A couple of days later, we’re back on our way again, and our next gig is in Munich. The free beer from the venue is Giesinger’s Untergiesinger Erhellung, a lively, hoppy kellerbier. Bands are normally supplied with your average cooking lager in these circumstances – this is perfectly understandable and only a true ingrate would complain, but it is a real treat to be offered such a decent beer on this occasion. And once those are finished, a crate of Augustiner Helles is brought out for us - this is amazing in itself, but I need to get closer to the source. This beer holds massive sentimental value for me, as it’s a favourite of my girlfriend, Sidony, one I buy for her on every special occasion. Unfortunately she can’t be with me, but I still feel duty-bound to make a trip across the city and sink one in their beer hall, Augustiner am Platzl, located amongst branches of McDonald's and Foot Locker in Munich's pedestrianised shopping district. The journey is uncertain – I keep taking wrong turns, the blue dot representing me on my phone’s map feature darting and diving all over the city. To make matters worse, my battery is almost dead, and even if I find this hall, I'm not sure how I’ll get back. I have to question whether it’s worth it on a couple of occasions. But, of course, it is. I make it, sweating and dishevelled, and order a litre of helles. I can barely begin to assess its deliciousness before a trio of rowdy young Bavarians beckon me over to their table. My initial instinct is, shamefully, completely antisocial - I try with all my might to communicate that I'm happy by myself, waving my arms to signify ‘no’ and pointing to myself and then to the glass, as if to say “this is just between me and the beer.” They’re having none of it, though, so I head over, trying and failing to make them understand why a lone Englishman would walk halfway across Munich in the rain to drink alone. I have to admit that it’s more fun than sitting by myself, and a great experience I’d never have had if it weren't for the quest for good beer. My glass drained, I try to make my excuses and leave, which my new friends are less than happy about – “but you cannot walk on one leg!” one of them repeatedly tells me, meaning, I think, that one beer must always be followed by a second. I politely tell him I’ll be walking to Cologne if I don’t leave soon, and dart back to the venue, where we polish off a few more bottles before retiring to our youth hostel for glasses of Tegernseer and games of pool.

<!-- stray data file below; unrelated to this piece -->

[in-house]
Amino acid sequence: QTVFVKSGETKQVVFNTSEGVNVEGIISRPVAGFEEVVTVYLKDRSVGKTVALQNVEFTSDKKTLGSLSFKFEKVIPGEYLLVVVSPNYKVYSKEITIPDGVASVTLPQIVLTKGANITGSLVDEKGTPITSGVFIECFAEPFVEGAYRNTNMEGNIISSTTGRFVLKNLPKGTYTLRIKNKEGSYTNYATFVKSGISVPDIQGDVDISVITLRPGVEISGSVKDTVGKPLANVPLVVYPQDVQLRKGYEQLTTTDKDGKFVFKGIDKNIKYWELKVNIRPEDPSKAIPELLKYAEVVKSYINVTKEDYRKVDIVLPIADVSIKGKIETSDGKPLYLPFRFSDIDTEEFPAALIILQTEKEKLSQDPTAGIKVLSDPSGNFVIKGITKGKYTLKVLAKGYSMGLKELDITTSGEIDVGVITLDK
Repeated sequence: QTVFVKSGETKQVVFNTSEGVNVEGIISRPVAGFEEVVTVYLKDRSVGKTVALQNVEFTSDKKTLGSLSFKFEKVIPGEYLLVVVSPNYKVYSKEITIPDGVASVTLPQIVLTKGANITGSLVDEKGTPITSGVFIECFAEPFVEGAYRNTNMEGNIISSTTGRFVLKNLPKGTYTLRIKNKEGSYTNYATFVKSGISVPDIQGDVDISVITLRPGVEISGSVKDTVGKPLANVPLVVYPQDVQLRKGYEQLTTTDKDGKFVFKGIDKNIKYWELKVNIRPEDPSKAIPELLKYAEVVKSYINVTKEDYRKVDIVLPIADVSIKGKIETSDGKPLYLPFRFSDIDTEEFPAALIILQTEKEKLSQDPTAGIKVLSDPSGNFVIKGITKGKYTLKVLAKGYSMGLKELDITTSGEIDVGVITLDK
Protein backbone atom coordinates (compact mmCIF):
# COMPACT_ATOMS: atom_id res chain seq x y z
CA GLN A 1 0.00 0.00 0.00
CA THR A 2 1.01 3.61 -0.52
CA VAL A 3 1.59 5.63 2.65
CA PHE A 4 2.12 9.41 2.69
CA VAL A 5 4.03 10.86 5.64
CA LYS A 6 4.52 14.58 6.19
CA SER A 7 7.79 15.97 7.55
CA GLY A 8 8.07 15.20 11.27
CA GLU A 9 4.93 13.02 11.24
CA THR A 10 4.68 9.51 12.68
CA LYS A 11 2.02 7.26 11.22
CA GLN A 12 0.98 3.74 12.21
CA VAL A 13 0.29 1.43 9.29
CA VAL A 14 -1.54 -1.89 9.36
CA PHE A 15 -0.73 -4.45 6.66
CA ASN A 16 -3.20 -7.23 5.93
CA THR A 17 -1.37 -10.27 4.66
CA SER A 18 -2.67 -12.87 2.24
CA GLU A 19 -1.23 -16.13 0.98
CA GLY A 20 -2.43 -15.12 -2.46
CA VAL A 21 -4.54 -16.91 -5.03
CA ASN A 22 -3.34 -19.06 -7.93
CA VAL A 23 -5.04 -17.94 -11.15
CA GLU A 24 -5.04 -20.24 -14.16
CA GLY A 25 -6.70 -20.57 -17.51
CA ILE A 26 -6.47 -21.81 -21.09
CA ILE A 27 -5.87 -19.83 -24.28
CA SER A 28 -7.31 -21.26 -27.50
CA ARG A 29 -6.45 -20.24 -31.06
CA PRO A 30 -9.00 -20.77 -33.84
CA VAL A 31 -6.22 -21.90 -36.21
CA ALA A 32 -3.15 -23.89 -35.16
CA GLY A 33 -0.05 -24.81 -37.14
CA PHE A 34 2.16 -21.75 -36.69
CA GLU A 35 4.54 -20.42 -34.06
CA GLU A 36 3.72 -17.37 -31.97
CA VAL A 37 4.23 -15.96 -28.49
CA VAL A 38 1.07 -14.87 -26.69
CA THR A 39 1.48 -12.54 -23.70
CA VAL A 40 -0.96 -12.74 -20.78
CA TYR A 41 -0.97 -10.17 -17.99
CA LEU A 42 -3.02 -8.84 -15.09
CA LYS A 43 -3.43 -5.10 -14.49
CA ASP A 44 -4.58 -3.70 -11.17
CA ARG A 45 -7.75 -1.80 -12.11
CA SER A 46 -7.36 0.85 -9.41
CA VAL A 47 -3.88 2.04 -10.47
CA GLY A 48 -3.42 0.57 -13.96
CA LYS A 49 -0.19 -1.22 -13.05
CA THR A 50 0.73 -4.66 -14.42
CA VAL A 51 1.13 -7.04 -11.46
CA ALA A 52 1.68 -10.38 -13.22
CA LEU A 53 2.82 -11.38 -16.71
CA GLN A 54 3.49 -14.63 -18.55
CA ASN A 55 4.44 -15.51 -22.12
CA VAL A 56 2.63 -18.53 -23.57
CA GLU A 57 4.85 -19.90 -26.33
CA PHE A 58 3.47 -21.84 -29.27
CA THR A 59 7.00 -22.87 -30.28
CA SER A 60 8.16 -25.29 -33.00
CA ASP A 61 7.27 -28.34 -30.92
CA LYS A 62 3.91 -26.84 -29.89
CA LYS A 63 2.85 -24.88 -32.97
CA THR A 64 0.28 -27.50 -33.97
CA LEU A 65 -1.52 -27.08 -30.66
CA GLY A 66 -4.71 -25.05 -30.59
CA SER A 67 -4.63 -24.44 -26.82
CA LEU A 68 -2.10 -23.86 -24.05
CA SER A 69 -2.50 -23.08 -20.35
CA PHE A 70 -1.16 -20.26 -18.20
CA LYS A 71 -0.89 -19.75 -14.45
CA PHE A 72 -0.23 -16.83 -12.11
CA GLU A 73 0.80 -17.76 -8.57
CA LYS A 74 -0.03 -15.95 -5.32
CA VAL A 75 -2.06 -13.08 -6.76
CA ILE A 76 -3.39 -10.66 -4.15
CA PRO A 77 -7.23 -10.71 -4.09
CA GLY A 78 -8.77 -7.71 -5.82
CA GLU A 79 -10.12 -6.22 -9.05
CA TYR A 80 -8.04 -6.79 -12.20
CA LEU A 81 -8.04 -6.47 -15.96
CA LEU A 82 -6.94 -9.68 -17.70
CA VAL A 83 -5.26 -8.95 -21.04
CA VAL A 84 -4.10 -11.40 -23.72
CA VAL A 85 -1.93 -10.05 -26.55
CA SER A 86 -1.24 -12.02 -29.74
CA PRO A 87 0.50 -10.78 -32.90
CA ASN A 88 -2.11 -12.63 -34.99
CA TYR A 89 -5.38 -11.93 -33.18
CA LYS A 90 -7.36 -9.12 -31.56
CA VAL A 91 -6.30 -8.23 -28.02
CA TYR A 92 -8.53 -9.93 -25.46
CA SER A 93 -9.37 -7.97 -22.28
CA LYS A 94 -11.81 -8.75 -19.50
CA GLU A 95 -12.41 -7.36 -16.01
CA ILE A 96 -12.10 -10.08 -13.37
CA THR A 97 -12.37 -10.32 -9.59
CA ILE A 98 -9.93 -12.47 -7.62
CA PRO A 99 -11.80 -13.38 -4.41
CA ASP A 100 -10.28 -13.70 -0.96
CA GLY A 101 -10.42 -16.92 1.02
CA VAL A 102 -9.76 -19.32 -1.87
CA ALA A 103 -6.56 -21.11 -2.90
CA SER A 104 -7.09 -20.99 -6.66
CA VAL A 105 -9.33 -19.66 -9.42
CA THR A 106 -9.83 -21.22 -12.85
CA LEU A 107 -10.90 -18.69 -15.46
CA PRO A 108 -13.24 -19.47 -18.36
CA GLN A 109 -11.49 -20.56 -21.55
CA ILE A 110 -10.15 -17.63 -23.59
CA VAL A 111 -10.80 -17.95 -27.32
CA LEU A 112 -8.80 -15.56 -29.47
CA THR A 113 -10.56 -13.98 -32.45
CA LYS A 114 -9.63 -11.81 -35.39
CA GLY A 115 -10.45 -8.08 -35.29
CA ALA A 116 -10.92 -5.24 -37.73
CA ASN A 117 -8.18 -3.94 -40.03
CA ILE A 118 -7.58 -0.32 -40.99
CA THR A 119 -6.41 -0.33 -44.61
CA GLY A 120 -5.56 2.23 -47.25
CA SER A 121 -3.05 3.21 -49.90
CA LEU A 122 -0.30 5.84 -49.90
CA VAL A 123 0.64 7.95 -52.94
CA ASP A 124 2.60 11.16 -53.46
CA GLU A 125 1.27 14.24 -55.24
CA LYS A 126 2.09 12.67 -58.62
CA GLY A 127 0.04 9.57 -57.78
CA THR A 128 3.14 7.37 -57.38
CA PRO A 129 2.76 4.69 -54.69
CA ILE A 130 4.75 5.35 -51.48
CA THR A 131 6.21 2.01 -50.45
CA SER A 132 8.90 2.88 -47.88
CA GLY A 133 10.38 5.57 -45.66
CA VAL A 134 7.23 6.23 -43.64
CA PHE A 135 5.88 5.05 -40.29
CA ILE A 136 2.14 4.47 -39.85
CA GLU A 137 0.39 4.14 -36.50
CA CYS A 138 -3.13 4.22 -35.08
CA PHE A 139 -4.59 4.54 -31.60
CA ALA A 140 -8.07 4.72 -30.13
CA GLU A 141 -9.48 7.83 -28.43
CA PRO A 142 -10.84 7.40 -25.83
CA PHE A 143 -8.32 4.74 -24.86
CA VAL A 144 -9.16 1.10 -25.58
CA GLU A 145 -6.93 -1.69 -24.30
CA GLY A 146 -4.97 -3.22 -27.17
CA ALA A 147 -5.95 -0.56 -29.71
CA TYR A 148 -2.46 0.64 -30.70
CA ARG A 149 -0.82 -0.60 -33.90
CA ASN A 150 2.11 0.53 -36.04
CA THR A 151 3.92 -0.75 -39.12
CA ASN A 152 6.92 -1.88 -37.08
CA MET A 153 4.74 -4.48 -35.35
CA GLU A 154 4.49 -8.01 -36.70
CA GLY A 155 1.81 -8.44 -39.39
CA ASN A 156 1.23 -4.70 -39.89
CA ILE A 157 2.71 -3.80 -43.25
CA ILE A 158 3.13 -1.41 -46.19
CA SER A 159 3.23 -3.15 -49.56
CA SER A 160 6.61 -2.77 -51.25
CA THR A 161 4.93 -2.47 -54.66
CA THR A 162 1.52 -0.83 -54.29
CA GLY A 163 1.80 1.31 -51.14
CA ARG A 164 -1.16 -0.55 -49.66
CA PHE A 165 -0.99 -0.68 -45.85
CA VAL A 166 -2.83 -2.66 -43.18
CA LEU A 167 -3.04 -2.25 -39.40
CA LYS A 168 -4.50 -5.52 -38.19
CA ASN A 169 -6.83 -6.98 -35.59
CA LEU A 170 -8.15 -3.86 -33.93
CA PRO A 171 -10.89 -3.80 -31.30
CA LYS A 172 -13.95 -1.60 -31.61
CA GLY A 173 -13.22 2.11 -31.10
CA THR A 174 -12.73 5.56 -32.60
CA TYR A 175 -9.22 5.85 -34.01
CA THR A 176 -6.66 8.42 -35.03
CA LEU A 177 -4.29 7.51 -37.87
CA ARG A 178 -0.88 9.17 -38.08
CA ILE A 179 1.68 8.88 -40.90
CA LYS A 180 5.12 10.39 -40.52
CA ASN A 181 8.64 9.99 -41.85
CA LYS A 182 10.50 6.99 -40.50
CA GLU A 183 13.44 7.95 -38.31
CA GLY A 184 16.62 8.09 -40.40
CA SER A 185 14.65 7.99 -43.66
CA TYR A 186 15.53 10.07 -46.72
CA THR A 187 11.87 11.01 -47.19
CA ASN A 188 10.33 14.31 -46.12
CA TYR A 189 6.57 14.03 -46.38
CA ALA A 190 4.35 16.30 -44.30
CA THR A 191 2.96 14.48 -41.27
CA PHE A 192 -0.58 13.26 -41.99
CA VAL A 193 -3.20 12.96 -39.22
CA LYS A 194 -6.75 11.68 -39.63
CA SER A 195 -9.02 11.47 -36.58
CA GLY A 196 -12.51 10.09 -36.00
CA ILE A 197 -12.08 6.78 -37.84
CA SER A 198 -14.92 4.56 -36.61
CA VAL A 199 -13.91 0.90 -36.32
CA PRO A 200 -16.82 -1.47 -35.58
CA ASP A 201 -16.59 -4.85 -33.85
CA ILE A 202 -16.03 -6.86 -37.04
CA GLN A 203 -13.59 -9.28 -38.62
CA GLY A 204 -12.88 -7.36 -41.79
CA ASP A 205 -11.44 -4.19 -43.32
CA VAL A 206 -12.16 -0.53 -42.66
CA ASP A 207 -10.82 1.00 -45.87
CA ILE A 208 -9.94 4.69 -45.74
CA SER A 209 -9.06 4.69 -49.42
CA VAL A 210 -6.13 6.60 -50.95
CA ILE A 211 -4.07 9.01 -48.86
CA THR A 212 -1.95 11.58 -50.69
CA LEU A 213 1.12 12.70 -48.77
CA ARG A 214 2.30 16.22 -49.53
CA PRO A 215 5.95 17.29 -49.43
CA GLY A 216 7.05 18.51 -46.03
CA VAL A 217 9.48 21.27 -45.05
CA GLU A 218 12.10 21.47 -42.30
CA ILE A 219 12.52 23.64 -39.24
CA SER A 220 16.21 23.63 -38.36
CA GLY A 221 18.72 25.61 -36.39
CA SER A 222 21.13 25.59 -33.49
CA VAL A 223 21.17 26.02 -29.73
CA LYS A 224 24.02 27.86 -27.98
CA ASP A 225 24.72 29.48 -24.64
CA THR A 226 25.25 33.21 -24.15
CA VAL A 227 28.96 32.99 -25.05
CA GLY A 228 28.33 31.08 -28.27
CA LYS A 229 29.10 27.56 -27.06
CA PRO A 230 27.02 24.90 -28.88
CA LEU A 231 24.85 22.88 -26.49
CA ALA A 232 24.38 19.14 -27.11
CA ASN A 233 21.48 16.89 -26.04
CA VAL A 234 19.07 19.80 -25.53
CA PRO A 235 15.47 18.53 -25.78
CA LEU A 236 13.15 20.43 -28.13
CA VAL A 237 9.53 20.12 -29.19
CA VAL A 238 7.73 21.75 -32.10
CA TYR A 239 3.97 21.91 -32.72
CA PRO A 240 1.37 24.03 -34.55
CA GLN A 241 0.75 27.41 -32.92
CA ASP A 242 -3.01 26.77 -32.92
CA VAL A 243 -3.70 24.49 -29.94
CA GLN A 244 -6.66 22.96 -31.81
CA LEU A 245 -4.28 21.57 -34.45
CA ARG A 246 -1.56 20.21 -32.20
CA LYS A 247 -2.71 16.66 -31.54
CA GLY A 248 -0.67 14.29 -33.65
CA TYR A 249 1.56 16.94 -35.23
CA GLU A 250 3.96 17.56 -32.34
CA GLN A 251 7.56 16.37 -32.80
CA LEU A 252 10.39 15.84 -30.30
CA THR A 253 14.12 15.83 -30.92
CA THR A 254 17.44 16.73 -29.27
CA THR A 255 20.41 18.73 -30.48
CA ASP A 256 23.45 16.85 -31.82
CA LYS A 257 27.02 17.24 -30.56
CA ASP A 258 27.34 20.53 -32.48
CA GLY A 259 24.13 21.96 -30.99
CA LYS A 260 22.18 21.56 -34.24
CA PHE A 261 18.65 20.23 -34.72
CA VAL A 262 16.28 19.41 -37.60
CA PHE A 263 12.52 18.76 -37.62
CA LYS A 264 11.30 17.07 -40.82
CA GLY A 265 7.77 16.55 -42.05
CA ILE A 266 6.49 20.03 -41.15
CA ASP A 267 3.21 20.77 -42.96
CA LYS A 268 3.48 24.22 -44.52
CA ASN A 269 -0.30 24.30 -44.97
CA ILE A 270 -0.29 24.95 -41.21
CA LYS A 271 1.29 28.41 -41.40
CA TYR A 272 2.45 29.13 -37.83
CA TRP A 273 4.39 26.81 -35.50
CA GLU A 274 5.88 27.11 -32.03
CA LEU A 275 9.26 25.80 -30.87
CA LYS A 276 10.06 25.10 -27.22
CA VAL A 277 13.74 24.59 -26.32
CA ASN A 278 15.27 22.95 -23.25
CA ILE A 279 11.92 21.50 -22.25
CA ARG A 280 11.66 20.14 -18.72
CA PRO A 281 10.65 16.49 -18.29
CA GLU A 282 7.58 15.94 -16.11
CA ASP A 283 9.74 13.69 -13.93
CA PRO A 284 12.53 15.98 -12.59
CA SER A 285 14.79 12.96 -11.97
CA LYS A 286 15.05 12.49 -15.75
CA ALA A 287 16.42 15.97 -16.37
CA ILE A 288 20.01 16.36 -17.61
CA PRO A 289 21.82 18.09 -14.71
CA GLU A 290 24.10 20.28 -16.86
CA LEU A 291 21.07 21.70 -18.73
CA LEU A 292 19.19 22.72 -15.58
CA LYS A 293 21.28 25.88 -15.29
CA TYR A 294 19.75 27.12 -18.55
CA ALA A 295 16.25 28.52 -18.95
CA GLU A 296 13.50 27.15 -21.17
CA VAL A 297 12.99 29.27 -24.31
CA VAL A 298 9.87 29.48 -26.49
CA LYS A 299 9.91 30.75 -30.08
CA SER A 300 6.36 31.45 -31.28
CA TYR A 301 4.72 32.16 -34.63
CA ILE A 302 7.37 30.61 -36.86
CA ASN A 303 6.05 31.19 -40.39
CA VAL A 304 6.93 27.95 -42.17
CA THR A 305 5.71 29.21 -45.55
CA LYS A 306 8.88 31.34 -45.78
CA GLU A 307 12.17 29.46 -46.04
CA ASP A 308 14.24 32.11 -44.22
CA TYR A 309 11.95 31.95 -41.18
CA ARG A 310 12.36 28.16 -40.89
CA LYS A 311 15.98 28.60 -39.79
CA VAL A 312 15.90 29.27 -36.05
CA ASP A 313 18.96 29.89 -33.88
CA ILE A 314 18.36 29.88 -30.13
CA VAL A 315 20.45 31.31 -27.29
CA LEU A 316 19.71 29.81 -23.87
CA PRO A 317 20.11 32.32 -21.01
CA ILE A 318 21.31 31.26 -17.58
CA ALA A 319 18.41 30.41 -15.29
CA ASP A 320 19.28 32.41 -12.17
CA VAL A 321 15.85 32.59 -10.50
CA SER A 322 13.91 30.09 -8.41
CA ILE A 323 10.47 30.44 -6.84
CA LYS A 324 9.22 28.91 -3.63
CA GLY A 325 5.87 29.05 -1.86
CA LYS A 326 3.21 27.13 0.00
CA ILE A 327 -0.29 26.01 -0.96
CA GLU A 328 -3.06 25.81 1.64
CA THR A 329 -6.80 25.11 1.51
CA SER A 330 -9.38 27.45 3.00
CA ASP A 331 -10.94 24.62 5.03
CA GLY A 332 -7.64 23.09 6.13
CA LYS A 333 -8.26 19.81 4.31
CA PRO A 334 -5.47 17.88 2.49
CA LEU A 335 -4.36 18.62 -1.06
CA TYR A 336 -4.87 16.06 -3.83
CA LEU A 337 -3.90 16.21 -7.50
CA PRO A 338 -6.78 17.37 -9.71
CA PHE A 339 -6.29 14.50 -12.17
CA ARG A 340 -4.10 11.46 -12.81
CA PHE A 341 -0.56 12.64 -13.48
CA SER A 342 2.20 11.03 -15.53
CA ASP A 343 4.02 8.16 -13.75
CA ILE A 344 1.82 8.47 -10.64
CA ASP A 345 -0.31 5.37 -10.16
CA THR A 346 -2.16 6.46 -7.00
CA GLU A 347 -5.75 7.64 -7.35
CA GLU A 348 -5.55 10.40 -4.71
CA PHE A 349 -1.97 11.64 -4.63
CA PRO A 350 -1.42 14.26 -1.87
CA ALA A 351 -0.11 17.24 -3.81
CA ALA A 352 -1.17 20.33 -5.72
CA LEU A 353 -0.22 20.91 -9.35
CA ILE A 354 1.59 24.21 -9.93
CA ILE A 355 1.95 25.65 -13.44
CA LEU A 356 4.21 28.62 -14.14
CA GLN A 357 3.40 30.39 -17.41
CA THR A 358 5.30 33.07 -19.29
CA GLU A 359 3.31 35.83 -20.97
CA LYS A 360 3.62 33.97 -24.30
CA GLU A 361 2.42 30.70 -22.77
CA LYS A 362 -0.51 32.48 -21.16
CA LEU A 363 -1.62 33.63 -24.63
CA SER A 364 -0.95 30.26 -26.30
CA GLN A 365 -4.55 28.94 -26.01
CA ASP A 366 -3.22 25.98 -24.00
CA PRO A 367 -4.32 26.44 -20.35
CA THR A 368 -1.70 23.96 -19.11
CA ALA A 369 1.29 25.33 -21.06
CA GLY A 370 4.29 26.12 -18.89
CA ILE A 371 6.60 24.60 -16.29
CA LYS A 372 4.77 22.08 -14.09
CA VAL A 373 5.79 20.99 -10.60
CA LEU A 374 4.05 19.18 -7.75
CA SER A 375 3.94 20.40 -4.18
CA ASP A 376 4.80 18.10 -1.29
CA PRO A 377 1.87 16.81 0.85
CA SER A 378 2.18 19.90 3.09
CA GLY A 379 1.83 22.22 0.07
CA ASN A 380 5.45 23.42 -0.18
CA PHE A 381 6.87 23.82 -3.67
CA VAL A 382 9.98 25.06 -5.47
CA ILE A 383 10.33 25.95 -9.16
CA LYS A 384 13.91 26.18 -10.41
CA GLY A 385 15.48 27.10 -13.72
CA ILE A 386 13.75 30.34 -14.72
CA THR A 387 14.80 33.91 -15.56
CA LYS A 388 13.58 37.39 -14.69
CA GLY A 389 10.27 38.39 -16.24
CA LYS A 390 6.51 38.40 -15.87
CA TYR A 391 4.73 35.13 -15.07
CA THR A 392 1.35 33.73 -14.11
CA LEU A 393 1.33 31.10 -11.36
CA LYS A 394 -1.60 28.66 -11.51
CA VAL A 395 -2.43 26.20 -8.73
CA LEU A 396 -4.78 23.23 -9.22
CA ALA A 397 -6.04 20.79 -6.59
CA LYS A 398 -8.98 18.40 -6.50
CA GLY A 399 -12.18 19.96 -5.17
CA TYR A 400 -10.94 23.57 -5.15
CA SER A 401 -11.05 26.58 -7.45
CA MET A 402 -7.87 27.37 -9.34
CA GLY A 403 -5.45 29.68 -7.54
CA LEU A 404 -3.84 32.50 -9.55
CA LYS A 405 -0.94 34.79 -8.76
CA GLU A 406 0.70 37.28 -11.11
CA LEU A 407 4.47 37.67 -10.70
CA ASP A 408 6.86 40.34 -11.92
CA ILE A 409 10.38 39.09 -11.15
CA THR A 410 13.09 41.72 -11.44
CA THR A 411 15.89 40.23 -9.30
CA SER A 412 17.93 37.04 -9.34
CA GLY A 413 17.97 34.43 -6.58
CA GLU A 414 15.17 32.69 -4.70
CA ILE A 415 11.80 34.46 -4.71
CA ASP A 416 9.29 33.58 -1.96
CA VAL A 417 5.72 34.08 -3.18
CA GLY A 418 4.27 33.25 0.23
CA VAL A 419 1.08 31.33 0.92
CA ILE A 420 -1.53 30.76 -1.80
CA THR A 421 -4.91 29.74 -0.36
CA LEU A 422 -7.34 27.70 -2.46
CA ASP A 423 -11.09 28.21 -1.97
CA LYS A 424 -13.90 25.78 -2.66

The next day is no fun at all. I'm hungover and exhausted, and on our way to Cologne, we hit a truly epic traffic jam which puts our journey time at about nine hours. By the time we arrive, I'm a shell of a man, in no physical or mental condition to traipse across the city in search of the Päffgen brewery tavern as I had planned to. I'm gutted – Cologne was my most anticipated beer location – but I do at least manage to choke down a glass of Sion kölsch at the venue. I figure it’s not one of the most highly regarded Cologne breweries (not one I’ve ever heard mentioned back home, for example) but it will at least be fresh and I should try something while I’m here. And it’s good – dry and very, very bitter, far beyond any regular lager, and it only increases my determination to come back and do kölsch properly someday soon.
Nothing spectacular happens, beer-wise, in Paris, though our show there is very enjoyable. The final date is in Brussels and, whilst I had been excited about searching out the very finest of Belgian beers, once we arrive I sort of lose my determination. Instead, I spend our free time hanging out, enjoying the final day of the trip in a more relaxed fashion. Besides, whilst the most visible breweries here are not necessarily the most distinguished, good beer really is everywhere – the convenience stores all sport impressive bottle displays in their windows, and I pop in and out of a few of them stocking up on some favourites to take home before enjoying a glass of delicious Orval in a café, then finding the venue for tonight’s show. When we get there, Ernst, Viet Cong’s tour manager, tips me off to a nearby shop where I can buy Westvleteren beers. I head over there and, sure enough, I find a palette full of Westvleteren 12, one of the rarest and most widely acclaimed beers in the world. It’s €13 a bottle, and I'm a little torn as to whether I should buy one – it’s expensive, but if it really is as good as everyone says, it’s likely to be worth it. It’s also something of a black market product – the monks who brew the beer don’t want it sold on in this fashion. But, as much as I’d like to, I'm unlikely to ever make the trip to the abbey to drink it ‘officially’, and so I decide to act now lest I never have another chance. After the show, we head to a strange, higgledy-piggledy café (the name of which escapes me) with slanted, claustrophobic ceilings and a ton of crazy crap on the walls, and see off the tour with glasses of Chimay blue. My final beer of the trip is a Duvel, drunk straight from the bottle, in a cramped, crowded drag bar, and it's a perfect end to the trip.
The whole tour was an amazing experience, and I’m so grateful to Dan, Viet Cong and everyone else that made it happen and came to see us play. And I’m glad I made the effort to seek out at least some of the local beer experiences in the places we visited. Now, to make a start on the stash I brought home with me. I'm particularly looking forward to reuniting with Pelforth Brun - maybe not everyone's idea of a classic beer, but it was one of the first I ever enjoyed that wasn't a light lager, and I'll always be pleased to see it whenever I visit France. I also picked up an imperial stout (though further research would suggest it's more of a baltic porter) from Carlsberg, which I never would have thought existed, as well as a couple of 2015's Duvel Tripel Hop, which I can't wait to try.